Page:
At a time when multilateral institutions stand on increasingly shaky ground, members of the International Monetary Fund (IMF) agreed to maintain its funding at $ 1 trillion but postponed changes to its voting structure. The deal is a compromise with the U.S., the Fund’s largest shareholder, which has resisted changes to the organisation’s voting structure as well as increases in its permanent resource base.
Friday’s deal will allow an extension of non-permanent, supplementary sources of funds – such as the New Arrangement to Borrow (NAB), a renewable funding mechanism that has existed since 1998, and bilateral borrowings from countries – the IMF had entered into these after the 2008 financial crisis to increase its lending ability.
The agreement extended the bilateral borrowing facility by a year – to the end of 2020 and a potential doubling of the NAB.
“We look forward to consideration of a doubling of the New Arrangements to Borrow and a further temporary round of bilateral borrowing beyond 2020,” the International Monetary and Finance Committee (IMFC) , a body that advises the IMF’s Board of Governors, said via a statement released on Friday.
“I welcome this high-level endorsement, which demonstrates the strong support for our membership for the Fund’s mission,” IMF Managing Director Kristalina Georgieva said. “We will continue to work closely with our membership in the period ahead to ensure full implementation of this package.”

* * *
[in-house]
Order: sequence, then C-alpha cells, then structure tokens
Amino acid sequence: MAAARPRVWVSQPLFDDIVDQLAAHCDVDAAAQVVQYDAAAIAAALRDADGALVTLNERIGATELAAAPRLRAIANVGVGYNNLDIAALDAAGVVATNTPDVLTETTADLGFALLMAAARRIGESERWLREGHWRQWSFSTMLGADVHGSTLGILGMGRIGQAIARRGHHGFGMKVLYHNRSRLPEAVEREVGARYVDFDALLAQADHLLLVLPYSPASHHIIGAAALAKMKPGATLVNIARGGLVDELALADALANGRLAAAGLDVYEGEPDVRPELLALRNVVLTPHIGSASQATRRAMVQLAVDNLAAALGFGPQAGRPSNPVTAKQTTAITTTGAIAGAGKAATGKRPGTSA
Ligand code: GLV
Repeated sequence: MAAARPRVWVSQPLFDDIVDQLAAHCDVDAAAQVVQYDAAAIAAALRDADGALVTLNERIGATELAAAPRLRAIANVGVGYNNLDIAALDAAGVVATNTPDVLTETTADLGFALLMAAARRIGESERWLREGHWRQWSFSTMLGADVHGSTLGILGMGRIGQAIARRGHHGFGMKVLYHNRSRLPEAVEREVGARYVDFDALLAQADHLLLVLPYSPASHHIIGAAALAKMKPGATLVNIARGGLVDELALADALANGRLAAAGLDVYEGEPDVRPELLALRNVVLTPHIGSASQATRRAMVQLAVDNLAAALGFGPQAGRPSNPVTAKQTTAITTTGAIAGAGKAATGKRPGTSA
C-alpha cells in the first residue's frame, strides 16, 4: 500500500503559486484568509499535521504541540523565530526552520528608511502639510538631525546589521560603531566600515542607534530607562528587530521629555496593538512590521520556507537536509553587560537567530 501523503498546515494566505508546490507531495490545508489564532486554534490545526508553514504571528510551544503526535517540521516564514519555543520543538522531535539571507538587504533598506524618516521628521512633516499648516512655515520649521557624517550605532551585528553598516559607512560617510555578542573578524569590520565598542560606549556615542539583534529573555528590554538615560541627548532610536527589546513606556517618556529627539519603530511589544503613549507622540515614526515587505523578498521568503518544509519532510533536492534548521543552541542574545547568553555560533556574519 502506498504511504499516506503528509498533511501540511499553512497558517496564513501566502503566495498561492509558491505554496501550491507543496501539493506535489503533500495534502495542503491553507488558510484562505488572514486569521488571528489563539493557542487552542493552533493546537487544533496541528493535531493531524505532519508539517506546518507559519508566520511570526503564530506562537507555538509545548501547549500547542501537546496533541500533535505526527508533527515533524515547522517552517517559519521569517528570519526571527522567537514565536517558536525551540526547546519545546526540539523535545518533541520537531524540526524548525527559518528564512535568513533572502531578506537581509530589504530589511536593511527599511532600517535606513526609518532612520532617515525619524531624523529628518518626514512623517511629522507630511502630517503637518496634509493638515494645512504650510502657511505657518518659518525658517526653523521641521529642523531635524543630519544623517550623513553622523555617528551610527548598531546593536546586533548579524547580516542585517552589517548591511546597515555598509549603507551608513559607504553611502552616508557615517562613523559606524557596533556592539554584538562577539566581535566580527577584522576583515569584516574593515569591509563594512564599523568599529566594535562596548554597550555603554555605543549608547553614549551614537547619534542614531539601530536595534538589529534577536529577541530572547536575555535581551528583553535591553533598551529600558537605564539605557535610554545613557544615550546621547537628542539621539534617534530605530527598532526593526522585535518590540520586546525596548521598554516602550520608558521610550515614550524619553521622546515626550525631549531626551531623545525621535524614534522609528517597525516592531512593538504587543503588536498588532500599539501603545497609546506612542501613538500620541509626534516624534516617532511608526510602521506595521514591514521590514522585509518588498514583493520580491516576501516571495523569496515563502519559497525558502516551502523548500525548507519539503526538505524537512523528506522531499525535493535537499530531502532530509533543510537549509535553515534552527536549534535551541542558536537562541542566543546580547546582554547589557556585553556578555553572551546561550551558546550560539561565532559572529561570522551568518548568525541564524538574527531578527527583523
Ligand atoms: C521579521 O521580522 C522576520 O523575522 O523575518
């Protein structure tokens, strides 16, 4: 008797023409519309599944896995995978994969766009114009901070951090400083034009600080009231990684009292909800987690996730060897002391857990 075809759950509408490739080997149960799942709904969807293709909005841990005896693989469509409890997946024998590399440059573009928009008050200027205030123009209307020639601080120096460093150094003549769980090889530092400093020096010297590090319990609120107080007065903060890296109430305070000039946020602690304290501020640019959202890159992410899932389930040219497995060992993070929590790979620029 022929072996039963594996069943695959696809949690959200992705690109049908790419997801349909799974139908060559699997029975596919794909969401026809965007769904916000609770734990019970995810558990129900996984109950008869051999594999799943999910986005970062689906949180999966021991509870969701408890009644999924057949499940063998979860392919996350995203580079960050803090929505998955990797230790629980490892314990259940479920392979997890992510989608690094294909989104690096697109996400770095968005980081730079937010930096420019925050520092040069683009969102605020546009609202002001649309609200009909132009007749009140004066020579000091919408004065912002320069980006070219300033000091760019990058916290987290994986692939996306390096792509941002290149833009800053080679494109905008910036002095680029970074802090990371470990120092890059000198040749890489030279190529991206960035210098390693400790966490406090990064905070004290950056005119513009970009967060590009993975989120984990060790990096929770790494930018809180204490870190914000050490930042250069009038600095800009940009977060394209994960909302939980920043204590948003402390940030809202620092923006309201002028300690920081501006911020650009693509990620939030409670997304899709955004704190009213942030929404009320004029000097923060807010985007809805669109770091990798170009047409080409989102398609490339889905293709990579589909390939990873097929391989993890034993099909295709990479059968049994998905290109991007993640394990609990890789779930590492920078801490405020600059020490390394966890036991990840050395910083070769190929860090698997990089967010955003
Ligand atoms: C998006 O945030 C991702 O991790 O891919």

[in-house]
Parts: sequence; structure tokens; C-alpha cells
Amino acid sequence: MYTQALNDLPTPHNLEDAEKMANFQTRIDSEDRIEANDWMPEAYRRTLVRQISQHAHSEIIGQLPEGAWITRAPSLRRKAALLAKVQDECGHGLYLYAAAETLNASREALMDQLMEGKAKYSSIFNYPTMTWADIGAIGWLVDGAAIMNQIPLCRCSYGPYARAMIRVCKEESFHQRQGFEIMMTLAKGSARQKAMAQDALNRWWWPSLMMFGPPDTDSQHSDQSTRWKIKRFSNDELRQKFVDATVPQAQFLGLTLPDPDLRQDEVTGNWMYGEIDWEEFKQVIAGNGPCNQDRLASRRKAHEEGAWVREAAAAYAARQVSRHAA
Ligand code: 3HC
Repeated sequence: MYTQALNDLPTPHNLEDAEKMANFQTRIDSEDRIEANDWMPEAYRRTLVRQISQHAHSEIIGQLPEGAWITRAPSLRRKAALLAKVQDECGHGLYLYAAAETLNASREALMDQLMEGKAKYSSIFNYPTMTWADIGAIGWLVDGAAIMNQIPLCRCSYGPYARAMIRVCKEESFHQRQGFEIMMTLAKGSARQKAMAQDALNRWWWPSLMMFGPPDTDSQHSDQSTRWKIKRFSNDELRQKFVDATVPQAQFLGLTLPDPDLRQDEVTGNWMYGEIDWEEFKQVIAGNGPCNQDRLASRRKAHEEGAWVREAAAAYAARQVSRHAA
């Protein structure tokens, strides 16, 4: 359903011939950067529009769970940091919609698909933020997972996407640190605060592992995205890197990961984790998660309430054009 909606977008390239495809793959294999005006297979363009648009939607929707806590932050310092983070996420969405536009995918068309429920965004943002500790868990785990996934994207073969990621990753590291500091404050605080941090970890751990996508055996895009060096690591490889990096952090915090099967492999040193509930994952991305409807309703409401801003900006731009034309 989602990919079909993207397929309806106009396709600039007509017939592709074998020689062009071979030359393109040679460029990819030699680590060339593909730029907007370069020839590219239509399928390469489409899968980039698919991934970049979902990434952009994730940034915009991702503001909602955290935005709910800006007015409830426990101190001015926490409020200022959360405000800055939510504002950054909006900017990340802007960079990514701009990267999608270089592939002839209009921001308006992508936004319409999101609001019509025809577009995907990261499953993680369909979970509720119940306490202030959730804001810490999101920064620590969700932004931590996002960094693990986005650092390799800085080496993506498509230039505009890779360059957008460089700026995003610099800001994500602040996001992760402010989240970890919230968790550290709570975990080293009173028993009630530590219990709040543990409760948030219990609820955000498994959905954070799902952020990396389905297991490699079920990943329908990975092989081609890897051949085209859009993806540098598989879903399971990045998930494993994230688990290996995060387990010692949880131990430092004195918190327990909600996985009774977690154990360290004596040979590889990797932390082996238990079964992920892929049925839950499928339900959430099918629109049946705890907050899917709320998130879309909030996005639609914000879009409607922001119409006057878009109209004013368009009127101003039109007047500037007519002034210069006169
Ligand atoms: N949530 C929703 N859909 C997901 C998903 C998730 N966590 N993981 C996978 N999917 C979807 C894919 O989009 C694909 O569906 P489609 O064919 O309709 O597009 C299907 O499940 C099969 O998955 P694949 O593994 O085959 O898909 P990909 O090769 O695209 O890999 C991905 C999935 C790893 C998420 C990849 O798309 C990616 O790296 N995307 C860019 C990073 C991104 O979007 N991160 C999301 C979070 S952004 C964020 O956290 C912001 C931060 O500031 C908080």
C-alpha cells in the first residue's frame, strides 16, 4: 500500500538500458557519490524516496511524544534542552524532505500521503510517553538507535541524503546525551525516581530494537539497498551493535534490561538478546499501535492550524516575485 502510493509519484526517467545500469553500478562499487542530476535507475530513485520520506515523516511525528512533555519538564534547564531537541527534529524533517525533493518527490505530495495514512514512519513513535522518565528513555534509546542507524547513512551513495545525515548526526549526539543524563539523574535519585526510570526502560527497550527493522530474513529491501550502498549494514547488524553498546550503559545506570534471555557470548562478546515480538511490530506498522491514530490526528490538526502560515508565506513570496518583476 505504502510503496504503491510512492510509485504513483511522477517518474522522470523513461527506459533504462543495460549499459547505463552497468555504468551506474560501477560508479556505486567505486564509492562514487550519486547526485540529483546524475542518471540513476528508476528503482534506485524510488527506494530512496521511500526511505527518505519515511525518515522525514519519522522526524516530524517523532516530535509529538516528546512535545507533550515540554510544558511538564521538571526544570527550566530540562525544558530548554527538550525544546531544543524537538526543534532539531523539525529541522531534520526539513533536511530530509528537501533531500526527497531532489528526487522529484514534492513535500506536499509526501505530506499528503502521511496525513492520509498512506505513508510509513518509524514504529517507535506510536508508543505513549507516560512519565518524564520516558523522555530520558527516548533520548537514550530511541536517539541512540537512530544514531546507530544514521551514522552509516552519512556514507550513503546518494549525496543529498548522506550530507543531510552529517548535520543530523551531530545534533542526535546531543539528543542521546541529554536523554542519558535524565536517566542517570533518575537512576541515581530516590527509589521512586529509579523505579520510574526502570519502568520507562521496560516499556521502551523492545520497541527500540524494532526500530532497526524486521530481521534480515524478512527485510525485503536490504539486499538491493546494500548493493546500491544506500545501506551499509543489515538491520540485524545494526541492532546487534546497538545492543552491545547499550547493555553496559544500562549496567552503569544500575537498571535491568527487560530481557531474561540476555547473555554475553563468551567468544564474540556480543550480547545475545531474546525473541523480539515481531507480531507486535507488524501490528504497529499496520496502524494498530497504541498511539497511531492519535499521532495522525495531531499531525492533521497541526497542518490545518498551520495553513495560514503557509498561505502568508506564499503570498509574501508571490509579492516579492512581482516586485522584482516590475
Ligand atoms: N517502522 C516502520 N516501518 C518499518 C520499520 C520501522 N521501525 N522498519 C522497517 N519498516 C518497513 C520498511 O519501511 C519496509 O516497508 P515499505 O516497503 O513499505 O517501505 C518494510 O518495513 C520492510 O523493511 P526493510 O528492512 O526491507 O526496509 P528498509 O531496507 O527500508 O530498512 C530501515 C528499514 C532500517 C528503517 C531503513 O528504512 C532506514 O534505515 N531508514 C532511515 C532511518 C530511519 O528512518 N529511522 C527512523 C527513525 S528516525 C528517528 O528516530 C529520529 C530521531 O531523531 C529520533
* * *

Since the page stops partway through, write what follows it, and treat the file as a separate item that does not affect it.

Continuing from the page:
Deal Doesn’t Change Quotas
Specifically, the agreed package will leave IMF quotas (the primary source of IMF funds), which determine voting shares, unchanged. Instead, these will be reviewed before the end of 2023.
IMF quotas are distributed according to a four pronged formula that considers a member country’s GDP, its economic openness, its “economic variability” and international reserves.
Some IMF members have become frustrated with the pace of governance reforms, as the balance of economic and geopolitical power has shifted, becoming more dispersed across the world, particularly with the emergence of China and India – among the world’s largest and fastest growing economies.
India’s quota is 2.76% and China’s is 6.41%, while the U.S.’s quota is 17.46 % (translates to a vote share of 16.52%) giving it a unique veto power over crucial decisions at the IMF, many of which require a supermajority of 85%.
The U.S. has resisted diluting its share, wary that it will benefit countries such as China.
Quotas are supposed to be reviewed every five years although these reviews can be delayed – as was the case with the 14th review. That process, completed in 2010, needed approval of the U.S. Congress, and it was not closed out till early 2016. The review’s outcomes included a doubling of the quota total and a shift in some voting rights to underrepresented and emerging market countries. India’s vote share increased marginally.
The 15th quota review is currently underway.
“Beyond the 15th Review, we are committed to revisiting the adequacy of quotas and continuing the process of IMF governance reform under the 16th General Review of Quotas, including a new quota formula as a guide, with the Review to be extended from 2020 to no later than December 15, 2023,” the IMFC statement said, emphasizing expected changes in quotas for emerging market countries and the Fund’s low income countries.